Yoga is exactly about that: It’s an exercice in concentration par excellence, and we can use a number of tools to achieve it. When we practice Asanas, we keep the concentration on three planes: the Asana; breathing/Bandhas (Ujjayi breathing; Mula bandha (lock of the perineum) and Uddiyana Bandha (abdominal lock)); and Drishti.

This set of instruments does not prevent us from being distracted, looking around, thinking about something else. But it is very effective in bringing our concentration back. Back to here and now, on and on. Just like Shri Swami Satchidananda said of Dharana: “When the mind is running, you bring it back. And so on and on. You are taming a monkey. Once it’s tamed, it will just listen to you.“


No matter how often we practice Yoga, it will always do us good. But only a regular practice unfolds its lasting and truly transformative effects. It will help us to free ourselves from our entanglements.

The Mysore practice is a time devoted for ourselves, and as such it gives us, so to say, a bulletin, or a mirror or barometer of our current physical, mental, emotional, and energetical state. Where do we stand right now? Where do we stand in our Yoga practice, in our life? We will find this sort of communication with ourselves increasingly important. But we will also find out that it’s only available through a regular Mysore practice.

How do we proceed?

How do we proceed with Mysore? How do we practice it? Well, by going in the Mysore class. Quite easy, one would think. But it’s not. If Mysore is still a minority program in many Yoga studios, that’s because many just don’t know what it actually is, and what it might be good for. And secondly, there is a number of misunderstandings around it, such as the following ones:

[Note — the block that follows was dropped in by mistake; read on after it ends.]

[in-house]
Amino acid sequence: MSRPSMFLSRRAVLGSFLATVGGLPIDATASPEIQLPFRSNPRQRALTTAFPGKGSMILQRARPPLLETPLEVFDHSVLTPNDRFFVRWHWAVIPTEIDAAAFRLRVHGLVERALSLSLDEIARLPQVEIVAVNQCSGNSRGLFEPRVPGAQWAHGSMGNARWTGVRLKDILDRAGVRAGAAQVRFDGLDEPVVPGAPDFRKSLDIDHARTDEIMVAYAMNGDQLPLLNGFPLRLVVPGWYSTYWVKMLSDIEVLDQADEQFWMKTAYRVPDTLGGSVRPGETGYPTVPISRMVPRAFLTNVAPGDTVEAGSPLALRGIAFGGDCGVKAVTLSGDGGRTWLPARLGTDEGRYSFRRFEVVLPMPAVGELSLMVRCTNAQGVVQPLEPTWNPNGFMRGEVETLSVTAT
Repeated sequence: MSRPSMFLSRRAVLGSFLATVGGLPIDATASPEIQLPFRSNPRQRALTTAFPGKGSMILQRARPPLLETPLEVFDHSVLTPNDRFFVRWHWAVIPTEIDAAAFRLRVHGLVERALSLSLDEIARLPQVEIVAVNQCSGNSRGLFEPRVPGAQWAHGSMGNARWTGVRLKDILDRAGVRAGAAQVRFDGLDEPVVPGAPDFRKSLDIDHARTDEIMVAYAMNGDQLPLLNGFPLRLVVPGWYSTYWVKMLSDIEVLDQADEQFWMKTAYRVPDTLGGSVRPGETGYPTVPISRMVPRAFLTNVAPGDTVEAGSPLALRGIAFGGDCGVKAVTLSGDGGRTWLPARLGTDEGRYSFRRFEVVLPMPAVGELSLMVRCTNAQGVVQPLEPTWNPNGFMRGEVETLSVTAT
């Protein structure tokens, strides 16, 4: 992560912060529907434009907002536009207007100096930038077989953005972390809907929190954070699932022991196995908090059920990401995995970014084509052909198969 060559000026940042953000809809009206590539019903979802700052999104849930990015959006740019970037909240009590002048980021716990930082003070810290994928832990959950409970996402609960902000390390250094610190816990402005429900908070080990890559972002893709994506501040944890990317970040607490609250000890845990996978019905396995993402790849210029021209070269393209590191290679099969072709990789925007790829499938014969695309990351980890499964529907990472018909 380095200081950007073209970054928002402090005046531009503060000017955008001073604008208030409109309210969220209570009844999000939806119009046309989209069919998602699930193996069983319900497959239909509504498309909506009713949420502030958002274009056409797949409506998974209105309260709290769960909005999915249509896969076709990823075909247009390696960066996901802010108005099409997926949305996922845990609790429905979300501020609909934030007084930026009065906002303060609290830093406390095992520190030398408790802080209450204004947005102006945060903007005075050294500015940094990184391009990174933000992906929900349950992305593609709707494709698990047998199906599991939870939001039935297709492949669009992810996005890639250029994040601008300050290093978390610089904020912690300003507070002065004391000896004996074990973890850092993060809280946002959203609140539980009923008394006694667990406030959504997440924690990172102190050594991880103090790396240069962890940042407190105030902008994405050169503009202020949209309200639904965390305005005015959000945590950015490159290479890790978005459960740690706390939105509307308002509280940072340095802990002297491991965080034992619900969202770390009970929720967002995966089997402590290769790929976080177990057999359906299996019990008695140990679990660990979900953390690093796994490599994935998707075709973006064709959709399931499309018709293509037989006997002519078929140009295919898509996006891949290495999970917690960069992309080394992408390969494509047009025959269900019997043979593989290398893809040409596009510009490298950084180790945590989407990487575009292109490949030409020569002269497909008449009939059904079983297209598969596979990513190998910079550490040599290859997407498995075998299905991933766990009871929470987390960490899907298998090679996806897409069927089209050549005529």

Misunderstanding no. 1: I don’t know the whole series by heart.

It doesn’t matter – on the contrary! As mentioned before, it is the traditional teaching method of Yoga to get one Asana after the other by the teacher. You learn it until you master it, then you get another one, and after a while you know the whole series. By the way, we have schemes of the First Series at Yogawerkstatt which you can borrow or buy, and learn it at home.

Misunderstanding no. 2: Mysore is only for advanced practitioners. 

No, everyone can come. The beginners learn the series under the teacher’s guidance, the well-versed Yogis practice on their own and are assisted whenever needed. It must be repeated that Mysore is a good way to start with Yoga if a beginners course is not an option.

Misunderstanding no. 3: Mysore takes too long.

At Yogawerkstatt, we offer Mysore classes of 2 or 3 hours depending on the day. It’s important to know that Mysore classes have a flexible beginning and ending, which means that you don’t have to attend during the whole time. You come and go as you wish!

Misunderstanding no. 4: People in the Mysore class look so serious, they seem to know what they are doing, and some of them are in rather far-out postures. This is somewhat irritating to me.

They look so serious? Don’t worry, they just look that way. In fact, they are highly concentrated and maybe a bit tense. They try hard because, yes, Ashtanga Vinyasa Yoga is strenuous and hard. They know what they are doing? That’s right, but that shouldn’t discourage you and, as said before, the teacher is there to help you. Far-out postures? After a while of practice, you may well find yourself in just one of those. And in the end the oh so serious looks may well be yours.